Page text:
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Sea Kayaking

Sea Kayaking Sun, sea, and summer air. Outdoor adventures are endless along the coast of Maine. Sea kayaking is very popular in the summer and we took the opportunity to do the Camden Harbor tour with Maine Sport Outfitters. This was a great choice for beginners and it was easy to see why it's so popular! It was safe, scenic, and best of all a lot of fun. With the brilliant sun shimmering off the water and the paddles gently dipping in, all you need is ice cream to finish off a perfect summer afternoon.

Logistics This was a hassle-free tour start to finish. The whole process from making the reservation to finding the meeting location of the tour was easy. The online reservation system allowed us to easily pick our date and time of tour and sign the waivers prior to arriving. When it was time for the tour, the booth was easy to find and parking was not a problem. We parked near Owl and Turtle Bookshop and the booth was just a few steps down the dock where we met our tour guide. From there, the whole thing was guided and we knew we were in good hands. No experience is necessary, so this is a great way for beginners to get out on the water. We received instructions prior to putting on our gear, which included a "skirt" and PFD (Personal Floatation Device; not to be mistaken for .pdf -- as our guide pointed out, those documents don't float!). After about 30 minutes, we were in our kayaks and pushed off into the water. Even for first-timers, there was nothing to worry about. We were confident our guide was prepared to take care of us even in the unlikely event there was a problem.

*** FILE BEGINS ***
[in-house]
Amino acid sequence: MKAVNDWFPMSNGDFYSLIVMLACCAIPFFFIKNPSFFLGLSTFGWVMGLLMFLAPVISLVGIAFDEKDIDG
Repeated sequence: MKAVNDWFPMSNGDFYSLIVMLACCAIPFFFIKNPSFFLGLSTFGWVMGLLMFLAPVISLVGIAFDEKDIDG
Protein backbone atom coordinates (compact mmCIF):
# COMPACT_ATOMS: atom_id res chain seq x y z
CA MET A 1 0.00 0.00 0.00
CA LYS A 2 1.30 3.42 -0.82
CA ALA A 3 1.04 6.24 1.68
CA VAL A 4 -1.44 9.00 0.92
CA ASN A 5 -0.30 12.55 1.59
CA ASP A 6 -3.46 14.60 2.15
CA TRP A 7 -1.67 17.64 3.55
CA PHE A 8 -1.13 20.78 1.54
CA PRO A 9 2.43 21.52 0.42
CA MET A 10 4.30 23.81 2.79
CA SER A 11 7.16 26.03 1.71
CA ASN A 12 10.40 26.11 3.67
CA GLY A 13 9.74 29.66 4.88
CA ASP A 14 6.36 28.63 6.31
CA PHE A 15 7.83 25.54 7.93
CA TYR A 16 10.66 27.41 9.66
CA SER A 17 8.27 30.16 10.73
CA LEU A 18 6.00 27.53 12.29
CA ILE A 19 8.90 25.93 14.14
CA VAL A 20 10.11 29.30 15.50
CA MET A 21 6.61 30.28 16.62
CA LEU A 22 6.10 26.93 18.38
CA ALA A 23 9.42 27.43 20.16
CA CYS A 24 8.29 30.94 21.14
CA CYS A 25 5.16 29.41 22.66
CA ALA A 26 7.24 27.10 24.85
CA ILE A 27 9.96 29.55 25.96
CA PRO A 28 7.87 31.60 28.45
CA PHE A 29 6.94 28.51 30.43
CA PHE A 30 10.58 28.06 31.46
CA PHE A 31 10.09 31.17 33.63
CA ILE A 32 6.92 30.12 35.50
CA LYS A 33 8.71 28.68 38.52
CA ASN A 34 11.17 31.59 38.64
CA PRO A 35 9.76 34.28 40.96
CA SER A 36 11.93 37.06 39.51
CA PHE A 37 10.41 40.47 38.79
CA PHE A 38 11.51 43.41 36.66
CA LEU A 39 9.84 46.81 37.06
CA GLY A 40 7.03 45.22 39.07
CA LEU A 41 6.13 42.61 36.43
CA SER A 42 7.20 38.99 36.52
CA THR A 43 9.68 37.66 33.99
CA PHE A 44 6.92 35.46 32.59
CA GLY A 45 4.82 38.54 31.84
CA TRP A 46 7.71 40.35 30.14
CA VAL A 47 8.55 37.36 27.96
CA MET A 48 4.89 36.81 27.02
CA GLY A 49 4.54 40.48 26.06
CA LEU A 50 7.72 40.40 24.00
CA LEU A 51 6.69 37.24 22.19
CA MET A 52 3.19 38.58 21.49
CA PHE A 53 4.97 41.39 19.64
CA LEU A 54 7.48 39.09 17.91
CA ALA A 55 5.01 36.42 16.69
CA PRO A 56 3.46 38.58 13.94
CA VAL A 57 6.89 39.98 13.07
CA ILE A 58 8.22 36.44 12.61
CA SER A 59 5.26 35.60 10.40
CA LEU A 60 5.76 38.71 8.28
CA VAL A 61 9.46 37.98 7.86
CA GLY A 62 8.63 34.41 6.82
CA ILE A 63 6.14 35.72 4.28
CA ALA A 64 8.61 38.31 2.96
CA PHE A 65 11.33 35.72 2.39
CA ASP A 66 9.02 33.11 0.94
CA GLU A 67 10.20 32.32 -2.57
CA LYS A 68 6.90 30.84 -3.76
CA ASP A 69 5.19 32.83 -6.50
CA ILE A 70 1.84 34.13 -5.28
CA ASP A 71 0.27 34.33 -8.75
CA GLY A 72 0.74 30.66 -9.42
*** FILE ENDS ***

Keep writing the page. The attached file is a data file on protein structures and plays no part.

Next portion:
Experience It was a beautiful, sunny late afternoon and the harbor was filled with anchored boats rocking gently in the calm water. As soon as we set off, like ducklings in a row, we discovered just why our guide said tandem kayaking is "couples therapy". Communication is key! If your kayak needs to veer left, paddle on the right. But if you are paddling right and your partner is paddling left, your kayak is not going to veer properly left. And if you don't communicate which way to go around something, you'll be headed straight for one of those anchored boats before you know it. We were guided out of the harbor, away from the anchored boats, and out toward Curtis Island. The biggest challenge of the whole experience was in deciding whether or not to bring a bulky camera. Of course, the entire experience was wonderfully picturesque, but after following the advice of our guide, we made the decision to leave the bulky camera behind. We soon discovered that was probably the right decision! A waterproof camera is ideal, although a camera phone is easy enough to manage. But even the hassle of trying to get an iPhone out of the dry bag causes the whole party to have to stop to stay together. Not to mention, in the time it takes to set the paddle down to snap a quick picture, the kayak has likely turned another direction and you and your partner have to work together to correct the course. Get pictures if you can, but be quick! But whether or not you bother with taking pictures, make sure you really take the time to enjoy the moment. Feel the cool sea water, watch for birds and the osprey nests, soak in the sunshine, and listen to the water gliding beneath you. As we continued on around Curtis Island, the water got a bit rough in the wake of passing boats. The water splashed and the kayaks bounced now and then on the waves, but it was nothing to worry about. Around the back of the island, there was the beautiful working lighthouse atop the hill. We came to rest in a calm cove, which was a perfect picture spot because the water was still and gave us time to rest our paddles for a moment. We safely waited for passing boats to clear the channel before sprinting across it back to the dock. The experience was timed to be just long enough to enjoy the water and sunshine, but just short enough not to get too tired.

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